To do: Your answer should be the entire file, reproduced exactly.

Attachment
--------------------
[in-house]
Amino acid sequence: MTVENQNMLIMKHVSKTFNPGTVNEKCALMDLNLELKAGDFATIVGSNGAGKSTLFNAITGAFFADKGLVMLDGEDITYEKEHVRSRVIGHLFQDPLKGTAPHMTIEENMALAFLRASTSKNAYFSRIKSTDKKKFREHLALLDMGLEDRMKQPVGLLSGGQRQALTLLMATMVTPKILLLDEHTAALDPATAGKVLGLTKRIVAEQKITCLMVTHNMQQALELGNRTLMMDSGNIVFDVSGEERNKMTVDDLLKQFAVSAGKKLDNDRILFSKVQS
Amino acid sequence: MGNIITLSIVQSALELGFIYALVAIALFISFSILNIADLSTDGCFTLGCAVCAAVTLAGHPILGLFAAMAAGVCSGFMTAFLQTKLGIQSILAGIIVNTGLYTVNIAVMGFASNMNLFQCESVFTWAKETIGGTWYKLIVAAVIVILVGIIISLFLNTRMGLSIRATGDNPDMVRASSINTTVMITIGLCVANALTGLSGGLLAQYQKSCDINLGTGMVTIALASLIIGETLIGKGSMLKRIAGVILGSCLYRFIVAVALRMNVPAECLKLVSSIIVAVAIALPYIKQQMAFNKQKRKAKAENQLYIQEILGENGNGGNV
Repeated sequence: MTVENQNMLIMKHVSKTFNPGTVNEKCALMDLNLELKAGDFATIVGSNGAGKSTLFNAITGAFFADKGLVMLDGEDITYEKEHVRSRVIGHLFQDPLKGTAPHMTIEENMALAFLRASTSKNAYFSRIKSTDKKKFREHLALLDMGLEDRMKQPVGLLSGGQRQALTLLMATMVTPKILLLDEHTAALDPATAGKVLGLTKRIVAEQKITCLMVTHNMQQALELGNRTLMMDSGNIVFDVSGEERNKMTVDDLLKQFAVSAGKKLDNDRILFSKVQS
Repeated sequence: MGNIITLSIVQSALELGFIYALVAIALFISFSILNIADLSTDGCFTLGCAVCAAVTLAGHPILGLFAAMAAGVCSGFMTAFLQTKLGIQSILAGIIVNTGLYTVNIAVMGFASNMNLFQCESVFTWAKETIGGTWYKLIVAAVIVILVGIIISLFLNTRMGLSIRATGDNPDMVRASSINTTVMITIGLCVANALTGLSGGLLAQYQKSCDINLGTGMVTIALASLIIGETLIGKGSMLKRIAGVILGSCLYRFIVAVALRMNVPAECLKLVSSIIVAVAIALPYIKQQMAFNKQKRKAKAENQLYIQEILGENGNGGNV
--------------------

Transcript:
[in-house]
Amino acid sequence: MTVENQNMLIMKHVSKTFNPGTVNEKCALMDLNLELKAGDFATIVGSNGAGKSTLFNAITGAFFADKGLVMLDGEDITYEKEHVRSRVIGHLFQDPLKGTAPHMTIEENMALAFLRASTSKNAYFSRIKSTDKKKFREHLALLDMGLEDRMKQPVGLLSGGQRQALTLLMATMVTPKILLLDEHTAALDPATAGKVLGLTKRIVAEQKITCLMVTHNMQQALELGNRTLMMDSGNIVFDVSGEERNKMTVDDLLKQFAVSAGKKLDNDRILFSKVQS
Amino acid sequence: MGNIITLSIVQSALELGFIYALVAIALFISFSILNIADLSTDGCFTLGCAVCAAVTLAGHPILGLFAAMAAGVCSGFMTAFLQTKLGIQSILAGIIVNTGLYTVNIAVMGFASNMNLFQCESVFTWAKETIGGTWYKLIVAAVIVILVGIIISLFLNTRMGLSIRATGDNPDMVRASSINTTVMITIGLCVANALTGLSGGLLAQYQKSCDINLGTGMVTIALASLIIGETLIGKGSMLKRIAGVILGSCLYRFIVAVALRMNVPAECLKLVSSIIVAVAIALPYIKQQMAFNKQKRKAKAENQLYIQEILGENGNGGNV
Repeated sequence: MTVENQNMLIMKHVSKTFNPGTVNEKCALMDLNLELKAGDFATIVGSNGAGKSTLFNAITGAFFADKGLVMLDGEDITYEKEHVRSRVIGHLFQDPLKGTAPHMTIEENMALAFLRASTSKNAYFSRIKSTDKKKFREHLALLDMGLEDRMKQPVGLLSGGQRQALTLLMATMVTPKILLLDEHTAALDPATAGKVLGLTKRIVAEQKITCLMVTHNMQQALELGNRTLMMDSGNIVFDVSGEERNKMTVDDLLKQFAVSAGKKLDNDRILFSKVQS
Repeated sequence: MGNIITLSIVQSALELGFIYALVAIALFISFSILNIADLSTDGCFTLGCAVCAAVTLAGHPILGLFAAMAAGVCSGFMTAFLQTKLGIQSILAGIIVNTGLYTVNIAVMGFASNMNLFQCESVFTWAKETIGGTWYKLIVAAVIVILVGIIISLFLNTRMGLSIRATGDNPDMVRASSINTTVMITIGLCVANALTGLSGGLLAQYQKSCDINLGTGMVTIALASLIIGETLIGKGSMLKRIAGVILGSCLYRFIVAVALRMNVPAECLKLVSSIIVAVAIALPYIKQQMAFNKQKRKAKAENQLYIQEILGENGNGGNV